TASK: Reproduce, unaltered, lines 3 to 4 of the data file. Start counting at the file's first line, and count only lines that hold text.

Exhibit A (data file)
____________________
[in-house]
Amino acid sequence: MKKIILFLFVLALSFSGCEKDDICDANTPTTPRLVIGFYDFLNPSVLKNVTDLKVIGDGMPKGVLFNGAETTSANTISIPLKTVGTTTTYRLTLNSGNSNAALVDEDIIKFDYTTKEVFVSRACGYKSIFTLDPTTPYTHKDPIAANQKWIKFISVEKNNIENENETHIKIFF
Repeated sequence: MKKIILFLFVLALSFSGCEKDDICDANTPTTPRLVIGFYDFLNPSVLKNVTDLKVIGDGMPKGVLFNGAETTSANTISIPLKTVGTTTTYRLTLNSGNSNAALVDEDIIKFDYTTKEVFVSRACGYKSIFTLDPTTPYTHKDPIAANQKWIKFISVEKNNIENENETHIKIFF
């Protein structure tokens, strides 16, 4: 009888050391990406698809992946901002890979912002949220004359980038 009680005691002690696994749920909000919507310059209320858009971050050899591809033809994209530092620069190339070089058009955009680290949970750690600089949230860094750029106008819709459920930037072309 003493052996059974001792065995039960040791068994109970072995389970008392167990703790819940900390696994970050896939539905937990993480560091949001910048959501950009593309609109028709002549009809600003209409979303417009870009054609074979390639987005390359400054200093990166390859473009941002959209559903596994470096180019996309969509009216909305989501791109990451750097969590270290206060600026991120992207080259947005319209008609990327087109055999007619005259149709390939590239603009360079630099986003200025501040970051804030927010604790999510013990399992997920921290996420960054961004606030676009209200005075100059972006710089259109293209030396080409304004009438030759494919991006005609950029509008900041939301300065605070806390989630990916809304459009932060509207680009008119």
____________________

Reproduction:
Repeated sequence: MKKIILFLFVLALSFSGCEKDDICDANTPTTPRLVIGFYDFLNPSVLKNVTDLKVIGDGMPKGVLFNGAETTSANTISIPLKTVGTTTTYRLTLNSGNSNAALVDEDIIKFDYTTKEVFVSRACGYKSIFTLDPTTPYTHKDPIAANQKWIKFISVEKNNIENENETHIKIFF
């Protein structure tokens, strides 16, 4: 009888050391990406698809992946901002890979912002949220004359980038 009680005691002690696994749920909000919507310059209320858009971050050899591809033809994209530092620069190339070089058009955009680290949970750690600089949230860094750029106008819709459920930037072309 003493052996059974001792065995039960040791068994109970072995389970008392167990703790819940900390696994970050896939539905937990993480560091949001910048959501950009593309609109028709002549009809600003209409979303417009870009054609074979390639987005390359400054200093990166390859473009941002959209559903596994470096180019996309969509009216909305989501791109990451750097969590270290206060600026991120992207080259947005319209008609990327087109055999007619005259149709390939590239603009360079630099986003200025501040970051804030927010604790999510013990399992997920921290996420960054961004606030676009209200005075100059972006710089259109293209030396080409304004009438030759494919991006005609950029509008900041939301300065605070806390989630990916809304459009932060509207680009008119």